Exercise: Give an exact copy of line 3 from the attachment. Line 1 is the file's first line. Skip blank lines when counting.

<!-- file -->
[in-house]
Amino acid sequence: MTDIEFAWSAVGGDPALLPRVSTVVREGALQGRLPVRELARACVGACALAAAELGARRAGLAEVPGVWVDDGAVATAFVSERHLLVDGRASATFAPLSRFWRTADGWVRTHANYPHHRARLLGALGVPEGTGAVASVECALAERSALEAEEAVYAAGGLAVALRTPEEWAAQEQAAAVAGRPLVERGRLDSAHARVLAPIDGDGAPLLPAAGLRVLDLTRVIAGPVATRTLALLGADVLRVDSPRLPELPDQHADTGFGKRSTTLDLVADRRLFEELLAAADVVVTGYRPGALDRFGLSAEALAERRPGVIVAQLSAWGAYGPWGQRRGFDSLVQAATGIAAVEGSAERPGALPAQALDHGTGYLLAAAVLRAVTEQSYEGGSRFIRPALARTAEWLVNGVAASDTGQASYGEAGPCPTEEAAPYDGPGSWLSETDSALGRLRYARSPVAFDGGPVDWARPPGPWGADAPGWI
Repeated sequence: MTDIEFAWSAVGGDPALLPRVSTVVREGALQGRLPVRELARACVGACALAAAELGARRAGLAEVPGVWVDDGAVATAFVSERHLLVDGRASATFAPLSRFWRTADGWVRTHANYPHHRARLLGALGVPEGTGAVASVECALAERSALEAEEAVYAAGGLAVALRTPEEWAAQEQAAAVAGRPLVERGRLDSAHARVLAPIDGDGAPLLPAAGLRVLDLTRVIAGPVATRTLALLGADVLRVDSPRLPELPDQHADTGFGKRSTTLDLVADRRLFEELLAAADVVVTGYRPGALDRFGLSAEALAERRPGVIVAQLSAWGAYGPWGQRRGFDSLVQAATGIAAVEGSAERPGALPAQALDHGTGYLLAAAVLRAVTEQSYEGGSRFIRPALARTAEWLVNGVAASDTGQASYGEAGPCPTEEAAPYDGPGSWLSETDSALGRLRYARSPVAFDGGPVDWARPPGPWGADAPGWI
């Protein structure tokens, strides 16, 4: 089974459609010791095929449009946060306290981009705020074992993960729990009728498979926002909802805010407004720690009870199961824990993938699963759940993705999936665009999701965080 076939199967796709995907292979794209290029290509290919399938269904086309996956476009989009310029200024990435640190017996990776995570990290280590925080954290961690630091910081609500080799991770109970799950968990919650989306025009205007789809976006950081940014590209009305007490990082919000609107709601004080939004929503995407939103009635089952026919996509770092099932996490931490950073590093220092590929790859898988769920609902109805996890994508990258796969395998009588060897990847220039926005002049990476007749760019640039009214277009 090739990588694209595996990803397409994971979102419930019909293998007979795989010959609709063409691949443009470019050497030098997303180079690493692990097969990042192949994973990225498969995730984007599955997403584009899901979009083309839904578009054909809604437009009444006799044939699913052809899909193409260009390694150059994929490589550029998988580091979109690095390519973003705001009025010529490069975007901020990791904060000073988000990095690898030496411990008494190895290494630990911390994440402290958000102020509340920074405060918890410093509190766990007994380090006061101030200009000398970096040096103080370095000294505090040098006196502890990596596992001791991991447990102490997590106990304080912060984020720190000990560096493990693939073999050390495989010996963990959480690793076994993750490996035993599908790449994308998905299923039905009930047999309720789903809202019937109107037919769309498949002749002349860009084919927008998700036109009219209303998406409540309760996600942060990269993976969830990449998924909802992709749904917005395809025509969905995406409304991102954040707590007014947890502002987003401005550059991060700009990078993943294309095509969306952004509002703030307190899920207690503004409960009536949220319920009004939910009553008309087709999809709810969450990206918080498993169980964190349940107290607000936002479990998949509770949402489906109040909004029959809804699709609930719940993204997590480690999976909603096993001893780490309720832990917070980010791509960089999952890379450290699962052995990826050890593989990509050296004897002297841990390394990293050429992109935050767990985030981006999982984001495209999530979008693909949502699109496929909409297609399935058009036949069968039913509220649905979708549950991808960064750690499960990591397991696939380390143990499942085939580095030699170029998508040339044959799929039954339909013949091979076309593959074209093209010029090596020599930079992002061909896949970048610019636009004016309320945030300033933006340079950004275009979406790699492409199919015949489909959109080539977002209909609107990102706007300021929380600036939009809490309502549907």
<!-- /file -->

Repeated sequence: MTDIEFAWSAVGGDPALLPRVSTVVREGALQGRLPVRELARACVGACALAAAELGARRAGLAEVPGVWVDDGAVATAFVSERHLLVDGRASATFAPLSRFWRTADGWVRTHANYPHHRARLLGALGVPEGTGAVASVECALAERSALEAEEAVYAAGGLAVALRTPEEWAAQEQAAAVAGRPLVERGRLDSAHARVLAPIDGDGAPLLPAAGLRVLDLTRVIAGPVATRTLALLGADVLRVDSPRLPELPDQHADTGFGKRSTTLDLVADRRLFEELLAAADVVVTGYRPGALDRFGLSAEALAERRPGVIVAQLSAWGAYGPWGQRRGFDSLVQAATGIAAVEGSAERPGALPAQALDHGTGYLLAAAVLRAVTEQSYEGGSRFIRPALARTAEWLVNGVAASDTGQASYGEAGPCPTEEAAPYDGPGSWLSETDSALGRLRYARSPVAFDGGPVDWARPPGPWGADAPGWI